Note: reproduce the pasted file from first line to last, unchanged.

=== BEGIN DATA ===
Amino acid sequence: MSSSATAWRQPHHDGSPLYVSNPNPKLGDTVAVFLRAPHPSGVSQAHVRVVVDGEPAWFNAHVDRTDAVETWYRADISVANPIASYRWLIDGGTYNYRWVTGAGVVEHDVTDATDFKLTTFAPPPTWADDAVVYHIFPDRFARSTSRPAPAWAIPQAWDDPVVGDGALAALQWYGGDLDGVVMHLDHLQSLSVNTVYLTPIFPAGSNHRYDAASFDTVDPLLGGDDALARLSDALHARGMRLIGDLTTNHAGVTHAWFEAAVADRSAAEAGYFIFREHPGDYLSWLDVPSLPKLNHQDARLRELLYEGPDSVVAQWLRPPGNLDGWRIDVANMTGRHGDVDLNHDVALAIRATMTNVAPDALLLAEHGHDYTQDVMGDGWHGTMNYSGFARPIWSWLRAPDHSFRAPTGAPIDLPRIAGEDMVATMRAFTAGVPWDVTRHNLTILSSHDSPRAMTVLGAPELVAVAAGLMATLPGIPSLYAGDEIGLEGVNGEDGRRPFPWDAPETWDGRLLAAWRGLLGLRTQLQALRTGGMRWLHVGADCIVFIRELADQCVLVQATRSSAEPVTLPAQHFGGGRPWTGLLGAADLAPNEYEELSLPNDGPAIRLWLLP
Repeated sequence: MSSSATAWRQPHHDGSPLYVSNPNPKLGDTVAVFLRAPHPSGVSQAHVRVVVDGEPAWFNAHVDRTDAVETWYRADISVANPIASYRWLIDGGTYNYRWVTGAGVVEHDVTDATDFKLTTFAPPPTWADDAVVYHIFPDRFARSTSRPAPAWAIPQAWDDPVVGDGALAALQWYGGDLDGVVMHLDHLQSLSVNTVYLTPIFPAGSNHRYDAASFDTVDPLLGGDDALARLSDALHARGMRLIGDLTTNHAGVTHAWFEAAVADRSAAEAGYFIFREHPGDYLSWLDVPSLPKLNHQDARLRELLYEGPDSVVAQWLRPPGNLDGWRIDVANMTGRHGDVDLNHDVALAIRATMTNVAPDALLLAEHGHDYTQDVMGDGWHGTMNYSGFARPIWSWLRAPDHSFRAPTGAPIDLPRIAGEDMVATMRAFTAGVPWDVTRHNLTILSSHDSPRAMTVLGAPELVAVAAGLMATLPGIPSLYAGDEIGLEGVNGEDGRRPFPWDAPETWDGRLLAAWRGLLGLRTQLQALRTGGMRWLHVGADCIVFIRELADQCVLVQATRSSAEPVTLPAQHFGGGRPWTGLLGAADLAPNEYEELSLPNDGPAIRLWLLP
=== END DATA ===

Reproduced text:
Amino acid sequence: MSSSATAWRQPHHDGSPLYVSNPNPKLGDTVAVFLRAPHPSGVSQAHVRVVVDGEPAWFNAHVDRTDAVETWYRADISVANPIASYRWLIDGGTYNYRWVTGAGVVEHDVTDATDFKLTTFAPPPTWADDAVVYHIFPDRFARSTSRPAPAWAIPQAWDDPVVGDGALAALQWYGGDLDGVVMHLDHLQSLSVNTVYLTPIFPAGSNHRYDAASFDTVDPLLGGDDALARLSDALHARGMRLIGDLTTNHAGVTHAWFEAAVADRSAAEAGYFIFREHPGDYLSWLDVPSLPKLNHQDARLRELLYEGPDSVVAQWLRPPGNLDGWRIDVANMTGRHGDVDLNHDVALAIRATMTNVAPDALLLAEHGHDYTQDVMGDGWHGTMNYSGFARPIWSWLRAPDHSFRAPTGAPIDLPRIAGEDMVATMRAFTAGVPWDVTRHNLTILSSHDSPRAMTVLGAPELVAVAAGLMATLPGIPSLYAGDEIGLEGVNGEDGRRPFPWDAPETWDGRLLAAWRGLLGLRTQLQALRTGGMRWLHVGADCIVFIRELADQCVLVQATRSSAEPVTLPAQHFGGGRPWTGLLGAADLAPNEYEELSLPNDGPAIRLWLLP
Repeated sequence: MSSSATAWRQPHHDGSPLYVSNPNPKLGDTVAVFLRAPHPSGVSQAHVRVVVDGEPAWFNAHVDRTDAVETWYRADISVANPIASYRWLIDGGTYNYRWVTGAGVVEHDVTDATDFKLTTFAPPPTWADDAVVYHIFPDRFARSTSRPAPAWAIPQAWDDPVVGDGALAALQWYGGDLDGVVMHLDHLQSLSVNTVYLTPIFPAGSNHRYDAASFDTVDPLLGGDDALARLSDALHARGMRLIGDLTTNHAGVTHAWFEAAVADRSAAEAGYFIFREHPGDYLSWLDVPSLPKLNHQDARLRELLYEGPDSVVAQWLRPPGNLDGWRIDVANMTGRHGDVDLNHDVALAIRATMTNVAPDALLLAEHGHDYTQDVMGDGWHGTMNYSGFARPIWSWLRAPDHSFRAPTGAPIDLPRIAGEDMVATMRAFTAGVPWDVTRHNLTILSSHDSPRAMTVLGAPELVAVAAGLMATLPGIPSLYAGDEIGLEGVNGEDGRRPFPWDAPETWDGRLLAAWRGLLGLRTQLQALRTGGMRWLHVGADCIVFIRELADQCVLVQATRSSAEPVTLPAQHFGGGRPWTGLLGAADLAPNEYEELSLPNDGPAIRLWLLP